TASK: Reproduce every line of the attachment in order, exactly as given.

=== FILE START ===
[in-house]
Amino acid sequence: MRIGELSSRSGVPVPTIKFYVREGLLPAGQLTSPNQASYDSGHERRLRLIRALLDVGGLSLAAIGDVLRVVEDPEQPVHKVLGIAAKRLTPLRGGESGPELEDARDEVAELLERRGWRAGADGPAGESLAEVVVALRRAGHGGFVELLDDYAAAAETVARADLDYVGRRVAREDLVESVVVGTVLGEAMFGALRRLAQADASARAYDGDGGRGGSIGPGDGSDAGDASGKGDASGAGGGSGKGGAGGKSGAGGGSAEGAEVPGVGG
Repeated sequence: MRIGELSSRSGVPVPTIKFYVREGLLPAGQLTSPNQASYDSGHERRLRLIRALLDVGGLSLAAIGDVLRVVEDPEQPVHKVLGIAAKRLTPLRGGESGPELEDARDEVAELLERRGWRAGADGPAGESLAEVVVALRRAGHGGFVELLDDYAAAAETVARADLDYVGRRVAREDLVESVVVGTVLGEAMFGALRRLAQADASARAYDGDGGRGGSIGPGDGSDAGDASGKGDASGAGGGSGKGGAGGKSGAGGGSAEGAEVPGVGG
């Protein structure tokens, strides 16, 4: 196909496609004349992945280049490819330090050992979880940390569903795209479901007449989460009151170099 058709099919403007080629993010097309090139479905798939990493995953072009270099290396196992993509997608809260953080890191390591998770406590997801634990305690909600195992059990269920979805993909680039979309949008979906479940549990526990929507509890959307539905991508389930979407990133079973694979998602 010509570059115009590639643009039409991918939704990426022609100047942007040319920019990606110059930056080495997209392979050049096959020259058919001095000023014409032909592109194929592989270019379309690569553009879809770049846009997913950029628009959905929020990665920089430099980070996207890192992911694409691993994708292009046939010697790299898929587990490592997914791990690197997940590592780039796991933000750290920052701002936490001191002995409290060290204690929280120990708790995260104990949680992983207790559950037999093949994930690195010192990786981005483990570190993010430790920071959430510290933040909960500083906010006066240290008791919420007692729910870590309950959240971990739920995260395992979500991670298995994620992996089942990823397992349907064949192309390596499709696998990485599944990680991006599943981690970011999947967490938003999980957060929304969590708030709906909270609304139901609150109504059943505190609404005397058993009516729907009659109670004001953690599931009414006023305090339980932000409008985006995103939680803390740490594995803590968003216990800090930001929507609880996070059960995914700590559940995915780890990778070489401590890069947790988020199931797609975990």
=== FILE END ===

[in-house]
Amino acid sequence: MRIGELSSRSGVPVPTIKFYVREGLLPAGQLTSPNQASYDSGHERRLRLIRALLDVGGLSLAAIGDVLRVVEDPEQPVHKVLGIAAKRLTPLRGGESGPELEDARDEVAELLERRGWRAGADGPAGESLAEVVVALRRAGHGGFVELLDDYAAAAETVARADLDYVGRRVAREDLVESVVVGTVLGEAMFGALRRLAQADASARAYDGDGGRGGSIGPGDGSDAGDASGKGDASGAGGGSGKGGAGGKSGAGGGSAEGAEVPGVGG
Repeated sequence: MRIGELSSRSGVPVPTIKFYVREGLLPAGQLTSPNQASYDSGHERRLRLIRALLDVGGLSLAAIGDVLRVVEDPEQPVHKVLGIAAKRLTPLRGGESGPELEDARDEVAELLERRGWRAGADGPAGESLAEVVVALRRAGHGGFVELLDDYAAAAETVARADLDYVGRRVAREDLVESVVVGTVLGEAMFGALRRLAQADASARAYDGDGGRGGSIGPGDGSDAGDASGKGDASGAGGGSGKGGAGGKSGAGGGSAEGAEVPGVGG
């Protein structure tokens, strides 16, 4: 196909496609004349992945280049490819330090050992979880940390569903795209479901007449989460009151170099 058709099919403007080629993010097309090139479905798939990493995953072009270099290396196992993509997608809260953080890191390591998770406590997801634990305690909600195992059990269920979805993909680039979309949008979906479940549990526990929507509890959307539905991508389930979407990133079973694979998602 010509570059115009590639643009039409991918939704990426022609100047942007040319920019990606110059930056080495997209392979050049096959020259058919001095000023014409032909592109194929592989270019379309690569553009879809770049846009997913950029628009959905929020990665920089430099980070996207890192992911694409691993994708292009046939010697790299898929587990490592997914791990690197997940590592780039796991933000750290920052701002936490001191002995409290060290204690929280120990708790995260104990949680992983207790559950037999093949994930690195010192990786981005483990570190993010430790920071959430510290933040909960500083906010006066240290008791919420007692729910870590309950959240971990739920995260395992979500991670298995994620992996089942990823397992349907064949192309390596499709696998990485599944990680991006599943981690970011999947967490938003999980957060929304969590708030709906909270609304139901609150109504059943505190609404005397058993009516729907009659109670004001953690599931009414006023305090339980932000409008985006995103939680803390740490594995803590968003216990800090930001929507609880996070059960995914700590559940995915780890990778070489401590890069947790988020199931797609975990």